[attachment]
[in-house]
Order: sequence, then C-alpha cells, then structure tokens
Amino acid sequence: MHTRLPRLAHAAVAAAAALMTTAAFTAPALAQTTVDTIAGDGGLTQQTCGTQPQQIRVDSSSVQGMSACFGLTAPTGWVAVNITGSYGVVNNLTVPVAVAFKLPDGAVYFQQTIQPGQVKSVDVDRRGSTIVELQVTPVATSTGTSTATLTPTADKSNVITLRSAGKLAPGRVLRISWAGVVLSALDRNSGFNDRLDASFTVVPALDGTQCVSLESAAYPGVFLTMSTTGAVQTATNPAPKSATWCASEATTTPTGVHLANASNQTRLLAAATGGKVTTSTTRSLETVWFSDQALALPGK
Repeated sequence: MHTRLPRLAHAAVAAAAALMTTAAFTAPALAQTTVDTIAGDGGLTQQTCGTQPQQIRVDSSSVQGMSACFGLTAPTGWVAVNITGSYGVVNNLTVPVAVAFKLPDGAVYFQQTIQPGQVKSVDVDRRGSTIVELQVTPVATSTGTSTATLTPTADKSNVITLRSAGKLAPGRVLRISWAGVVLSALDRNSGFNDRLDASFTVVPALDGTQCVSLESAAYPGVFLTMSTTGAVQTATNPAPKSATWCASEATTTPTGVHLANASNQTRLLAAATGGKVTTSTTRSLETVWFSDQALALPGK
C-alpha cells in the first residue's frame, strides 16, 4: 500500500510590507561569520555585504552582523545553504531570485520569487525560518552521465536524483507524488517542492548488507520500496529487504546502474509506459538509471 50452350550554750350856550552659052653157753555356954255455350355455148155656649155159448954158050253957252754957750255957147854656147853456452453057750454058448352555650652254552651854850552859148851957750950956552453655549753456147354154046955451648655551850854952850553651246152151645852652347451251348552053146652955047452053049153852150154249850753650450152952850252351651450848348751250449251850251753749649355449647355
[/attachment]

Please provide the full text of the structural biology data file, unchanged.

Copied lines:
[in-house]
Order: sequence, then C-alpha cells, then structure tokens
Amino acid sequence: MHTRLPRLAHAAVAAAAALMTTAAFTAPALAQTTVDTIAGDGGLTQQTCGTQPQQIRVDSSSVQGMSACFGLTAPTGWVAVNITGSYGVVNNLTVPVAVAFKLPDGAVYFQQTIQPGQVKSVDVDRRGSTIVELQVTPVATSTGTSTATLTPTADKSNVITLRSAGKLAPGRVLRISWAGVVLSALDRNSGFNDRLDASFTVVPALDGTQCVSLESAAYPGVFLTMSTTGAVQTATNPAPKSATWCASEATTTPTGVHLANASNQTRLLAAATGGKVTTSTTRSLETVWFSDQALALPGK
Repeated sequence: MHTRLPRLAHAAVAAAAALMTTAAFTAPALAQTTVDTIAGDGGLTQQTCGTQPQQIRVDSSSVQGMSACFGLTAPTGWVAVNITGSYGVVNNLTVPVAVAFKLPDGAVYFQQTIQPGQVKSVDVDRRGSTIVELQVTPVATSTGTSTATLTPTADKSNVITLRSAGKLAPGRVLRISWAGVVLSALDRNSGFNDRLDASFTVVPALDGTQCVSLESAAYPGVFLTMSTTGAVQTATNPAPKSATWCASEATTTPTGVHLANASNQTRLLAAATGGKVTTSTTRSLETVWFSDQALALPGK
C-alpha cells in the first residue's frame, strides 16, 4: 500500500510590507561569520555585504552582523545553504531570485520569487525560518552521465536524483507524488517542492548488507520500496529487504546502474509506459538509471 50452350550554750350856550552659052653157753555356954255455350355455148155656649155159448954158050253957252754957750255957147854656147853456452453057750454058448352555650652254552651854850552859148851957750950956552453655549753456147354154046955451648655551850854952850553651246152151645852652347451251348552053146652955047452053049153852150154249850753650450152952850252351651450848348751250449251850251753749649355449647355